The day the LCS starts has been the day at least two World Series ended. One was the very first World Series, played in 1903. It wrapped up with Boston’s American League team (now the Red Sox) beating Pittsburgh in game 8 of the best 5 of 9 series. In fact the Bostons won games 5, 6, 7 and 8 after falling behind 3 games to 1 against the Pirates. Boston, still years away from gaining the Red Sox nickname played at the Huntington Avenue Grounds which are now part of Northeastern University. Fenway Park was 9 years away. Meantime Pittsburgh was still playing at Exposition Park, with Forbes Field 6 years from opening its doors. Under an odd rule strictly for that series, if a ball rolled under a rope which was holding back the crowd, the ball was ruled a triple. Thus, in 4 games played in Pittsburgh 17 triples were hit.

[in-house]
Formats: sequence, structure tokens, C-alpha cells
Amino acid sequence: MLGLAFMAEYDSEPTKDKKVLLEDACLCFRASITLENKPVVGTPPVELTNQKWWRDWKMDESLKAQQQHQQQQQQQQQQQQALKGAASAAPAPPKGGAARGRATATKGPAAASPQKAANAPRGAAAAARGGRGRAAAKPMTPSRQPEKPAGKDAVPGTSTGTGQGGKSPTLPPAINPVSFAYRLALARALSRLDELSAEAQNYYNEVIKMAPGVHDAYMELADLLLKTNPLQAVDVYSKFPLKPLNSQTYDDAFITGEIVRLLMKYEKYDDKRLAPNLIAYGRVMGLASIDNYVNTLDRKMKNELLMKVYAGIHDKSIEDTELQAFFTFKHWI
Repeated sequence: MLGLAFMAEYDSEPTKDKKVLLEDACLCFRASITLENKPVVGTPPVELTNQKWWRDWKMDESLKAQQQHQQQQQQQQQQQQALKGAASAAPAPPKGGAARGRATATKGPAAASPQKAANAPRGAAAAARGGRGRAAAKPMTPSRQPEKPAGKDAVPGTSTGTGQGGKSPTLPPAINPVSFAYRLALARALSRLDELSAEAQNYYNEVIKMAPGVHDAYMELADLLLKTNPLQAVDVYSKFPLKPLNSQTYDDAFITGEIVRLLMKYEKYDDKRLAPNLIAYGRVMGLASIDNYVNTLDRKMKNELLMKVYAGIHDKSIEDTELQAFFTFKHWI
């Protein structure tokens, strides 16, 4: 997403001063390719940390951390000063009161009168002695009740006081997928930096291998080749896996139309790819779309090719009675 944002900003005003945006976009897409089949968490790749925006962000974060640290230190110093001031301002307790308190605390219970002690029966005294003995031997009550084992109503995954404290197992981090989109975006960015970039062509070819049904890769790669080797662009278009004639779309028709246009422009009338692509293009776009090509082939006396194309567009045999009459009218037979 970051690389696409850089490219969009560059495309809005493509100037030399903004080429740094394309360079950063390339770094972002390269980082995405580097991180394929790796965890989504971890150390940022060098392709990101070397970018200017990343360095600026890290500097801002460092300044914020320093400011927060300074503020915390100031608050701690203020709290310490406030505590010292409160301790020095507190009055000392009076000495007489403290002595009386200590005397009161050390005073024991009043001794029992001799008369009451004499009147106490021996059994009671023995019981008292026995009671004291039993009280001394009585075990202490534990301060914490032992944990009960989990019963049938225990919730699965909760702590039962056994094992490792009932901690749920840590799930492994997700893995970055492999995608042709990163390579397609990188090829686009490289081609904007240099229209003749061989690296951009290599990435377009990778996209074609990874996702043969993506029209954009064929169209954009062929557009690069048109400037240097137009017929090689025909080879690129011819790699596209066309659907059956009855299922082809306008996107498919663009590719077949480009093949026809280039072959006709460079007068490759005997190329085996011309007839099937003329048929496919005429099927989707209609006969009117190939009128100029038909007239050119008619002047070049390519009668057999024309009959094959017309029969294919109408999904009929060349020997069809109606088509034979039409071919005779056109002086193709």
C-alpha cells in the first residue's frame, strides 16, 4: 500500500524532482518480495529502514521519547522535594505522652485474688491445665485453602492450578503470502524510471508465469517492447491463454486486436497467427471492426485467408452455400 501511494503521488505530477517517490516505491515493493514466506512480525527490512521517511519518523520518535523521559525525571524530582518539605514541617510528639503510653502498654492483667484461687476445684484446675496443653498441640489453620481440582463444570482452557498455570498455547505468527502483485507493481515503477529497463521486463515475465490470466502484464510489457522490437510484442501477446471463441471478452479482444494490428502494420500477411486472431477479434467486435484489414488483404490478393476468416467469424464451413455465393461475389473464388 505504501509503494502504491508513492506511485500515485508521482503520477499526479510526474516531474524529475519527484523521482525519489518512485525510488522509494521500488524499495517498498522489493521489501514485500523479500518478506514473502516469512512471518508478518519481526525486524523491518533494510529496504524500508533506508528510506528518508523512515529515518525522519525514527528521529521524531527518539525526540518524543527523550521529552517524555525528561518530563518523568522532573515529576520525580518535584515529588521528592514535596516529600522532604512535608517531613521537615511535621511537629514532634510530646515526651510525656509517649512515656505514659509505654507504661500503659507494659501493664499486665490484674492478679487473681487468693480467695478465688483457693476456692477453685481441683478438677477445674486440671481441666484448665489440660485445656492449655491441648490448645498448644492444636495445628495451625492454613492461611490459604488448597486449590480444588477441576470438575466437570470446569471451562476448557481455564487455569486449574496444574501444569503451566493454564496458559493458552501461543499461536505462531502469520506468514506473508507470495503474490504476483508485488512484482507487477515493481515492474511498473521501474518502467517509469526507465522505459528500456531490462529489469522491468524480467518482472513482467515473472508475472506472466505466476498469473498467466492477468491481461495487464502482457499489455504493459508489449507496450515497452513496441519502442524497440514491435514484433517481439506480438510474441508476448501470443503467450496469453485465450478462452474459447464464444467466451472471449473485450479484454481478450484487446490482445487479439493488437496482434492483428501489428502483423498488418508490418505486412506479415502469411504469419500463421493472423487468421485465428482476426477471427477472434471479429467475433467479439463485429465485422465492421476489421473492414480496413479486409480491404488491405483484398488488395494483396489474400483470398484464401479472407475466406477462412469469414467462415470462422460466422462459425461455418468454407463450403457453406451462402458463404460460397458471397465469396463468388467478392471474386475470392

On another October 13, this time in 1960 the Pirates claimed the World Series in the 7th game. The Yankees had won games 2, 3 and 6 by resounding scores of 16–3, 10–0 and 12–0 respectively while the Buckos had won 3 close games by 6-4, 3-2 and 5-2 scores. Game 7 went back and forth at gigantic Forbes Field. Early on the Pirates built a 4-0 lead but a Yogi Berra 3-run home run made it 5-4 Yankees. They put up two more in the 8th to make it 7-4. Playing on a notoriously hard and rocky infield, a bad hop nailed the Yankees’ Tony Kubek in the throat to ignite a Pirates’ rally for 5 runs in the 8th. The big blow was a home run good for 3 runs by spare catcher Hal Smith. For their part the Yankees tied it in the 9th before one of baseball’s more memorable home runs was hit. In the last of the 9th, the Pirates’ second baseman Bill Mazeroski launched one over the fence in distant left field for a 10-9 Pirates’ win. The radio call of that home run has been played repeatedly down through the decades. It contains one vital mistake. Senators’ broadcaster Chuck Thompson, handling radio for NBC mistakenly said Art Didmar was the Yankee pitcher who gave up Mazeroski’s home run. In truth it was Ralph Terry who would be the hero of the World Series 2 years later. The network offered Thompson a chance to do a re-creation of the Mazeroski call for later broadcast but he wouldn’t have it. He admitted the mistake and wanted it to stay around so he would know he wasn’t perfect. The Yankee cheerleader broadcaster Mel Allen called the home run on TV, with the Pirates’ broadcaster Bob Prince assigned to cover the action in the winning clubhouse after the game. The great irony is he never saw Mazeroski’s home run. With the score tied at 9 he had stationed himself in the Yankees’ clubhouse. When he heard the Pittsburgh crowd lose their collective mind he set out on a dead run for the Pirates’ clubhouse all unknowing of Mazeroski’s momentous wallop.0